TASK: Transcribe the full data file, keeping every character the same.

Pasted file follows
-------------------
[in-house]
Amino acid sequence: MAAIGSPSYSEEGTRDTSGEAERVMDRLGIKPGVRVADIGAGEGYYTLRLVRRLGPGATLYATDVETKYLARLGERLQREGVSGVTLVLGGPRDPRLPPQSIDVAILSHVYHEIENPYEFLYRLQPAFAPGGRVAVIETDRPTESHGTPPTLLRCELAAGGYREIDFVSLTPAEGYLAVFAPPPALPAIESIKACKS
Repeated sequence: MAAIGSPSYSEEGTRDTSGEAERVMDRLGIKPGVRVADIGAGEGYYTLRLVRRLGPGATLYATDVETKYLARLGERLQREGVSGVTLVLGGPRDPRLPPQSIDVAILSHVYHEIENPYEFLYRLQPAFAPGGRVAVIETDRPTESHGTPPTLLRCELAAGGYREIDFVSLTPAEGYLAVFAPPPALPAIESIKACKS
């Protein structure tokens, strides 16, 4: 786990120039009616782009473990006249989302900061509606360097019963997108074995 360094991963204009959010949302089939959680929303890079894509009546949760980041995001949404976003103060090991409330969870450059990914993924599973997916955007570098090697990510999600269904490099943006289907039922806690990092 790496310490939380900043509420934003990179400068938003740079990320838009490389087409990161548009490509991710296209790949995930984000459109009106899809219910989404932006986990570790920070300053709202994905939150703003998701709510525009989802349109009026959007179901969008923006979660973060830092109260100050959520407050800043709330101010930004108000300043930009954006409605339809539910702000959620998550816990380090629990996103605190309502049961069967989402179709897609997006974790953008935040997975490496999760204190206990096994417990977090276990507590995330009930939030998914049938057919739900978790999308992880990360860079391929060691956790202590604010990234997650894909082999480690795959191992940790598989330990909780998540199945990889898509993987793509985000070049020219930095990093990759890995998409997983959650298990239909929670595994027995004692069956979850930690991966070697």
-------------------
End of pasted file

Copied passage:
[in-house]
Amino acid sequence: MAAIGSPSYSEEGTRDTSGEAERVMDRLGIKPGVRVADIGAGEGYYTLRLVRRLGPGATLYATDVETKYLARLGERLQREGVSGVTLVLGGPRDPRLPPQSIDVAILSHVYHEIENPYEFLYRLQPAFAPGGRVAVIETDRPTESHGTPPTLLRCELAAGGYREIDFVSLTPAEGYLAVFAPPPALPAIESIKACKS
Repeated sequence: MAAIGSPSYSEEGTRDTSGEAERVMDRLGIKPGVRVADIGAGEGYYTLRLVRRLGPGATLYATDVETKYLARLGERLQREGVSGVTLVLGGPRDPRLPPQSIDVAILSHVYHEIENPYEFLYRLQPAFAPGGRVAVIETDRPTESHGTPPTLLRCELAAGGYREIDFVSLTPAEGYLAVFAPPPALPAIESIKACKS
């Protein structure tokens, strides 16, 4: 786990120039009616782009473990006249989302900061509606360097019963997108074995 360094991963204009959010949302089939959680929303890079894509009546949760980041995001949404976003103060090991409330969870450059990914993924599973997916955007570098090697990510999600269904490099943006289907039922806690990092 790496310490939380900043509420934003990179400068938003740079990320838009490389087409990161548009490509991710296209790949995930984000459109009106899809219910989404932006986990570790920070300053709202994905939150703003998701709510525009989802349109009026959007179901969008923006979660973060830092109260100050959520407050800043709330101010930004108000300043930009954006409605339809539910702000959620998550816990380090629990996103605190309502049961069967989402179709897609997006974790953008935040997975490496999760204190206990096994417990977090276990507590995330009930939030998914049938057919739900978790999308992880990360860079391929060691956790202590604010990234997650894909082999480690795959191992940790598989330990909780998540199945990889898509993987793509985000070049020219930095990093990759890995998409997983959650298990239909929670595994027995004692069956979850930690991966070697």